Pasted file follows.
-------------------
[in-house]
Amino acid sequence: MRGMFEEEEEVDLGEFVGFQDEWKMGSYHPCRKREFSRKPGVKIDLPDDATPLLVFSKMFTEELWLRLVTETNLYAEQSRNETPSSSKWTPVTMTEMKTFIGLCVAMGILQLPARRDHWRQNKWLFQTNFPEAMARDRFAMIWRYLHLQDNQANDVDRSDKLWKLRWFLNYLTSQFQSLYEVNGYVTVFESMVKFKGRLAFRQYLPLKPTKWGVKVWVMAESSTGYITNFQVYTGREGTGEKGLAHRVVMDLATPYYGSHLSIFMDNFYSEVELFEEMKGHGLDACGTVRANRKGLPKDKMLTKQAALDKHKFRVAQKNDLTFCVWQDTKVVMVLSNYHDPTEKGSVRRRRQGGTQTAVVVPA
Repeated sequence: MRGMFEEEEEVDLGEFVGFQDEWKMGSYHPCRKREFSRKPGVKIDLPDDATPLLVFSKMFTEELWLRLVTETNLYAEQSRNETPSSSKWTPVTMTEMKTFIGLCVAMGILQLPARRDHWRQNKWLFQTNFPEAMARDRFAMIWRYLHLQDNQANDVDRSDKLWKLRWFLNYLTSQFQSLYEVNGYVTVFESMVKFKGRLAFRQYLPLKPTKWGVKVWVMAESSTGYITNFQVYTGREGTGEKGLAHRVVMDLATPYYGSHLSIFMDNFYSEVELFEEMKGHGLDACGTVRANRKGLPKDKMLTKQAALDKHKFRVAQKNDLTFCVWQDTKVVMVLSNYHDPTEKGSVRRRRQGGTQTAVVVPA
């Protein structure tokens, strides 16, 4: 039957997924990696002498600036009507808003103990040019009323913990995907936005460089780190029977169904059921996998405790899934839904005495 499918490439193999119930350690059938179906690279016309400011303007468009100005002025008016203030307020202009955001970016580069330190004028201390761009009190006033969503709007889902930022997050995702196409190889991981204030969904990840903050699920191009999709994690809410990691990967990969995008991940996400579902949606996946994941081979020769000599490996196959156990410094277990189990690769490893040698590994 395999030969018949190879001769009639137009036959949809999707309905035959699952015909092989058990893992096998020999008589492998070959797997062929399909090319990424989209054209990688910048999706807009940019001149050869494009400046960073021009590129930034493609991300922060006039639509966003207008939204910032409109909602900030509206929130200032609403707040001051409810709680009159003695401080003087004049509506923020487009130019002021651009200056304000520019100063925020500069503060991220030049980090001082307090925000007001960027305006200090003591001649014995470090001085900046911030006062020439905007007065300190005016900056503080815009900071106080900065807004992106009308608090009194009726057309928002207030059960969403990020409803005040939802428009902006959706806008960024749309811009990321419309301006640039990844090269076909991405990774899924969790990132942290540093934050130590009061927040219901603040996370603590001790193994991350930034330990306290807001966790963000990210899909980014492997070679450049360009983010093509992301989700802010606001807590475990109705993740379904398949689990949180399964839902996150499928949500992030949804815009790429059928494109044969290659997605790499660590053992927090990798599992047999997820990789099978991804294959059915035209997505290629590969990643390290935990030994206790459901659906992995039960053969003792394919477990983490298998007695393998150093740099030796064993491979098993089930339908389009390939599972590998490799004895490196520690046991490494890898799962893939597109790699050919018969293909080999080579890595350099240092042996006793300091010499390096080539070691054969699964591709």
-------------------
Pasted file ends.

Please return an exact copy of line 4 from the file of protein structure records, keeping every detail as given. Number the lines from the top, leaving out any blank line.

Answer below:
């Protein structure tokens, strides 16, 4: 039957997924990696002498600036009507808003103990040019009323913990995907936005460089780190029977169904059921996998405790899934839904005495 499918490439193999119930350690059938179906690279016309400011303007468009100005002025008016203030307020202009955001970016580069330190004028201390761009009190006033969503709007889902930022997050995702196409190889991981204030969904990840903050699920191009999709994690809410990691990967990969995008991940996400579902949606996946994941081979020769000599490996196959156990410094277990189990690769490893040698590994 395999030969018949190879001769009639137009036959949809999707309905035959699952015909092989058990893992096998020999008589492998070959797997062929399909090319990424989209054209990688910048999706807009940019001149050869494009400046960073021009590129930034493609991300922060006039639509966003207008939204910032409109909602900030509206929130200032609403707040001051409810709680009159003695401080003087004049509506923020487009130019002021651009200056304000520019100063925020500069503060991220030049980090001082307090925000007001960027305006200090003591001649014995470090001085900046911030006062020439905007007065300190005016900056503080815009900071106080900065807004992106009308608090009194009726057309928002207030059960969403990020409803005040939802428009902006959706806008960024749309811009990321419309301006640039990844090269076909991405990774899924969790990132942290540093934050130590009061927040219901603040996370603590001790193994991350930034330990306290807001966790963000990210899909980014492997070679450049360009983010093509992301989700802010606001807590475990109705993740379904398949689990949180399964839902996150499928949500992030949804815009790429059928494109044969290659997605790499660590053992927090990798599992047999997820990789099978991804294959059915035209997505290629590969990643390290935990030994206790459901659906992995039960053969003792394919477990983490298998007695393998150093740099030796064993491979098993089930339908389009390939599972590998490799004895490196520690046991490494890898799962893939597109790699050919018969293909080999080579890595350099240092042996006793300091010499390096080539070691054969699964591709």